GMOs, Health & Disease — by Craig Mackintosh PRI Editor August 22, 2008
The 43 minute interview covers a lot of ground, including the latest incarnation of life patenting — the patenting of human genes. Did you know that many of the genes in your body are owned by corporations? Absurd, but true. This has worrying implications.
As well as all the depressing reasons why genetic tinkering is not a good thing, Smith concludes the interview with a message of hope — that you as a consumer have the power to topple the multi-billion dollar industry that’s threatening our health and our planet. Using the historical example of how consumer demands in Europe incentivised supermarkets to stop stocking GM products, Jeffrey Smith believes if only five percent of the U.S. population were to determine not to purchase GM products, supermarkets would be motivated to source GM-free stock for their shelves, and we would see a domino effect that could bring an end to this industry.
The Institute for Responsible Technology and Seeds of Deception websites have some great practical information on what you can do. Essentially, stop buying products containing GM ingredients. Although GM labelling is conspicuous by its absence in the U.S., there are ways to know what products are likely to contain GM ingredients and what are not. Head here to get ideas on how to avoid GM foods when shopping and eating out.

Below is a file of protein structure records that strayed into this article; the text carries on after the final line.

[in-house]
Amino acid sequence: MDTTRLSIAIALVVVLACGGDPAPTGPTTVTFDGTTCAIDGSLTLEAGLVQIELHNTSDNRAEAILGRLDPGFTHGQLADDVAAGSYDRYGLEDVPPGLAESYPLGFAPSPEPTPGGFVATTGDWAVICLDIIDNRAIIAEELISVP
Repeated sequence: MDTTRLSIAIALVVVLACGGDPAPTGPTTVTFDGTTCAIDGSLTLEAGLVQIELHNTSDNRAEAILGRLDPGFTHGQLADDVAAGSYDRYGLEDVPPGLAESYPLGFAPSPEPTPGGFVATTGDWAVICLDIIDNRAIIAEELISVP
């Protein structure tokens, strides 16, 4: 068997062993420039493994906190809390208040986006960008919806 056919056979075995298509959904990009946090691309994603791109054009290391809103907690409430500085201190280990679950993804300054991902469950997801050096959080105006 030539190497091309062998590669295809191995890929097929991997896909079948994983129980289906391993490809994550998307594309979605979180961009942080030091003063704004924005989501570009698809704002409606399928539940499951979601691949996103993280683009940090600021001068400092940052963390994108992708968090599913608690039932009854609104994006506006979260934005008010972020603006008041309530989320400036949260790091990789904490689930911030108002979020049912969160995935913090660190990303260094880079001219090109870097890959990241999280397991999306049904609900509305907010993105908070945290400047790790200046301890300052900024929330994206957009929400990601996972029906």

Around 70 percent of foods purchased in the U.S. contain GM ingredients — this is largely due to the prevalence of government subsidised high fructose corn syrup and soy by-products in almost everything. This makes it sound almost impossible to avoid GM foods, but it’s not so. Take ketchup for example — read the ingredients. If you see high fructose corn syrup and soy oil on the label, put it back, and look for one that uses olive oil instead. Keep in mind, if something isn’t done soon, the percentage of GM products in the food chain will only increase, and the global spread of GMO crops will continue. We need to take action now.
If you need more motivating, and if you didn’t catch it already, be sure to watch the recently released documentary — The World According to Monsanto.
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